After a series of raw-throated public confrontations earlier this year, Charlottesville, Virginia, is bracing for an influx of white nationalists from across the country to Saturday’s “Unite the Right” rally.
But visitors might have a problem nailing down accommodations. As city leaders worked overtime Monday trying to defuse an increasingly tense situation, the room-sharing company Airbnb quietly booted users planning to use the service to find housing in the Virginia city.
The company confirmed they had taken action in a statement to NBC29: “When through our background check processes or from input of our community we identify and determine that there are those who would be pursuing behavior on the platform that would be antithetical to the Airbnb Community Commitment, we seek to take appropriate action including, as in this case, removing them from the platform.”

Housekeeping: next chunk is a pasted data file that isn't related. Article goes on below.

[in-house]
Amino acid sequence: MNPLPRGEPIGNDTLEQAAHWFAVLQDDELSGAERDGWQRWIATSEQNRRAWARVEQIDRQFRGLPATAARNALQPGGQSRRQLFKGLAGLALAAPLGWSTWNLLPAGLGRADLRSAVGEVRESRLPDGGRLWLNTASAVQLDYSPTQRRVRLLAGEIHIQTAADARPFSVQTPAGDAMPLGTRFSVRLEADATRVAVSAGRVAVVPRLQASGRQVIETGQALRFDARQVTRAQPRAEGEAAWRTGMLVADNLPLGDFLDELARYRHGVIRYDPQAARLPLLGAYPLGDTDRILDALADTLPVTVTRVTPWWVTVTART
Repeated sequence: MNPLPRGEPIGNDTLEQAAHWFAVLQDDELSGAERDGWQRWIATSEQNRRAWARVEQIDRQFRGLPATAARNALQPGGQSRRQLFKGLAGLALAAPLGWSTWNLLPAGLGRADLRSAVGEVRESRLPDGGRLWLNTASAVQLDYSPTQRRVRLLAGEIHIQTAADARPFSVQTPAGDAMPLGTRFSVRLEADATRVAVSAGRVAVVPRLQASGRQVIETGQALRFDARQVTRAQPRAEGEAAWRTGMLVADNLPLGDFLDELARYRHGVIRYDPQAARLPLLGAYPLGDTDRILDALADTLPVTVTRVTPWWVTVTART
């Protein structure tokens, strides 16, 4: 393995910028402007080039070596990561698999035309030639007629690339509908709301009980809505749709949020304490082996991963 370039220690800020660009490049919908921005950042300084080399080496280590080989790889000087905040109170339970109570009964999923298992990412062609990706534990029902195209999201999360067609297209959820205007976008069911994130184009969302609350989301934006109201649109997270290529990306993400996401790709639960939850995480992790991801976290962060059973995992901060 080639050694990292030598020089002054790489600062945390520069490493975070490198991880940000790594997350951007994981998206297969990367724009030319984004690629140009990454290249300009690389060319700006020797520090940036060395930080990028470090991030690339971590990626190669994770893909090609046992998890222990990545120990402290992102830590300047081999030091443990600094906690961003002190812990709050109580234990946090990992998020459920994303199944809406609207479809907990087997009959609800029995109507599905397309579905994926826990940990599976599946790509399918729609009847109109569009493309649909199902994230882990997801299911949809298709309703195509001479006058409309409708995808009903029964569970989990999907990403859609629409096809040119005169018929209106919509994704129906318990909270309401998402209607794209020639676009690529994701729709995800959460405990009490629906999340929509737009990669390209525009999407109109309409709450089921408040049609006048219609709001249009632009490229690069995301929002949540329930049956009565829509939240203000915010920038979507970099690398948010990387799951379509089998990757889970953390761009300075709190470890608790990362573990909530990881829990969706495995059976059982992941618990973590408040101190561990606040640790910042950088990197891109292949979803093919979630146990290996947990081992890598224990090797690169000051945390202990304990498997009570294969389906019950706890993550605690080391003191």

That stance doesn’t sit well with the rally’s organizer.
“This is outrageous and should be grounds for a lawsuit,” Jason Kessler, the rally’s organizer, told The Washington Post in an email Monday night. “It’s the racial targeting of white people for their ethnic advocacy.” Kessler added the rally “is opposed to the historical and demographic displacement of white people. Would Airbnb cancel the service of black nationalists or Black Lives Matter activists for their social media activity? Of course not!”
The Southern Poverty Law Center, which monitors “hate groups and other extremists,” warns that the rally could be “the largest hate-gathering of its kind in decades in the United States.”
(c) 2017, The Washington Post · Kyle Swenson